My Annual Investment Portfolio Tune-up: Did I Beat the S&P 500 in 2007?

At the end of each year I calculate the performance of my investments and compare it to the S&P 500. Why? Curiosity more than anything. Some years I beat it, some years I don’t. Over the past five years, I’ve trounced the S&P 500. But I’ve been investing long enough to know that beating the S&P 500 is like hitting a 2-iron. It feels great when things go well, but disaster is always lurking around the corner. So how did I do in 2007?

Calculating the overall performance of a dozen mutual funds is not a simple task. I’ve added to several of the funds over the course of the year, and sold some shares of my Vanguard Emerging Market fund (VEIEX). Add in some other rebalancing during the year, and the calculation becomes even more tedious. Using some tools offered by Fidelity and Vanguard, however, I can come reasonably close to an overall performance number. To begin with, here is a table showing each of the mutual funds I own, followed by the percentage each represents in my portfolio, each fund’s 2007 performance as of December 27, 2007, and the weighted average return of my investments (note that I’ve excluded my cash holdings from this analysis):

This performance number comes reasonably close to my actual returns. My yearly contributions represent a small portion of my total investments and while I did rebalance some investments, these changes also represented a small percentage of my total portfolio. Using the performance metrics offered by Fidelity and Vanguard confirmed the accuracy of my weighted average returns. Note that the returns number includes reinvested dividends, as does the S&P 500 return number, which I obtained directly from Standard & Poor’s (see the return number in the “TR” row).

How to use returns data to make meaningful investing decisions

While I beat the S&P 500 in 2007 by 1.5%, the performance of individual funds is actually more meaningful to me. In evaluating a mutual fund, you have to look beyond just the performance numbers. For example, even though my Vanguard REIT Index fund performed the worst (-16.05%), I’m actually very happy with the fund. And I’m troubled by at least one fund that made money in 2007. Here’s why:

  • Vanguard REIT Index Fund (VGSIX): Even though it lost 16% this year, the problem wasn’t with the fund. The fact is real estate took a beating in 2007. Since 2000, however, VGSIX has enjoyed double digit gains each year but one (2002). So while the fund lost money this year, I have no plans to sell it. I also have no plans to sell FIREX (an international REIT fund), which lost 9% this year, and in fact, will be adding to the fund this year.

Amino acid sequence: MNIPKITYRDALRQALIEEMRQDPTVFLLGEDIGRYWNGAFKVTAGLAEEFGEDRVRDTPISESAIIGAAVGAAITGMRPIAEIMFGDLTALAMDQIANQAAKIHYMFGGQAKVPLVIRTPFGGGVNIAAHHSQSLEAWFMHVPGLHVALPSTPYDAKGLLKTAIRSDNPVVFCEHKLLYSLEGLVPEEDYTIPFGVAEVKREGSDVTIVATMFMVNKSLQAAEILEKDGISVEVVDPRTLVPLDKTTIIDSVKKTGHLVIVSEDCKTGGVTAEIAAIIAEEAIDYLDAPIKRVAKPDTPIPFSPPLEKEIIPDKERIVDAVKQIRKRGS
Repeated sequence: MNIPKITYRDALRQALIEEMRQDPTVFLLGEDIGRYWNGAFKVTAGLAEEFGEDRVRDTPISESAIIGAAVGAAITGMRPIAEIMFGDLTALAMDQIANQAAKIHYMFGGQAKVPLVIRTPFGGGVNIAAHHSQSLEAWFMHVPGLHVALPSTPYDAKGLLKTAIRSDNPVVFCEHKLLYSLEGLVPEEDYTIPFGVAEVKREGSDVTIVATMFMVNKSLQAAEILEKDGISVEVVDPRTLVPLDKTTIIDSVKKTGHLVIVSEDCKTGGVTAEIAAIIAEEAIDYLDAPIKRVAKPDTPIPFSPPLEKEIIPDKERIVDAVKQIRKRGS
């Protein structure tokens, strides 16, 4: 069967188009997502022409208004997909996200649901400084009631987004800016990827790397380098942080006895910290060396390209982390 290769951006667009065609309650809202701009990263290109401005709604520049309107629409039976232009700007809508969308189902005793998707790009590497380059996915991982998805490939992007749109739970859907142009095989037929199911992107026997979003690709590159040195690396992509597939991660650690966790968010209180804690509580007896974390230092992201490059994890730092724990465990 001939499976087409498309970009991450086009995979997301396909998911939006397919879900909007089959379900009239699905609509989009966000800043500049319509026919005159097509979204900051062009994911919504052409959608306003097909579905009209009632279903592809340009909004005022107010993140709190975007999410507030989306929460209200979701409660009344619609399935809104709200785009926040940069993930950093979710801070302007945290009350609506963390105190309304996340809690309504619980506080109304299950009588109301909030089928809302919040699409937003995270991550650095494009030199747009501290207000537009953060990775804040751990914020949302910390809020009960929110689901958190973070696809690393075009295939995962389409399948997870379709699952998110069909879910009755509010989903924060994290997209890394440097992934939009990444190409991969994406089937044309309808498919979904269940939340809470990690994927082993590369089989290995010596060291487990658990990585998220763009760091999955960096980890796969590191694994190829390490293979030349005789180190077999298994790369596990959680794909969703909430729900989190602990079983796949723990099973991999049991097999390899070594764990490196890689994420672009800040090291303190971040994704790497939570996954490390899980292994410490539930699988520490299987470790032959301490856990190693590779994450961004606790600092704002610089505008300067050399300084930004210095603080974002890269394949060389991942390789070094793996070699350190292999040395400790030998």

• Bridgeway Ultra Small Company Market (BRSIX): This fund has trailed the S&P 500 and its benchmark for the past three years. My primary concern with this fund, however, is the number of stocks it owns. BRSIX is an actively managed fund with investments in about 500 companies. While it had an eye-popping return of 79% in 2003 and decent returns in 2004, it’s struggled the past three years. At this point, I don’t intend to sell this fund, but I will be watching it closely in 2008.
  • Dodge & Cox Stock fund (DODGX): This fund also concerns me. In 2007 it returned just 0.9%, 5% below the S&P 500. By itself, the performance number doesn’t concern me. Actively managed funds will often trail a benchmark. But what attracted me to DODGX several years ago was its focus on value investing. As assets in the fund have grown and its investments matured, however, it’s moved from a value fund to a blend fund. The fund’s track record is impressive, but I will be watching this fund closely in 2008.
  • Vanguard Emerging Markets (VEIEX): What could possibly be wrong here? The fund returned 39% this year and contributed substantially to the bottom line. Since 2003, the fund has been on fire. It represented about 10% of my portfolio when I bought it, and it still does even though I’ve sold shares to pay some debts and buy a car. But all good things must come to an end. Eventually emerging markets will deliver some gut-wrenching losses–they always do. But if it continues its current pace in 2008, I’ll be watching it to rebalance the fund back to 10%. I don’t follow hard and fast rebalancing rules, but I’d likely rebalance if the fund grew to 12 or 13% of my portfolio.

In the next article in this series, we’ll take a look at my asset location–that is, whether I have the right funds in my taxable accounts versus tax deferred accounts. And by the way, I have one fund in my taxable account that is a real problem, and can serve as a hard lesson for those just starting to invest beyond retirement accounts.

Published or Updated: March 23, 2012
About Rob Berger

Rob founded the Dough Roller in 2007. A litigation attorney in the securities industry, he lives in Northern Virginia with his wife, their two teenagers, and the family mascot, a shih tzu named Sophie.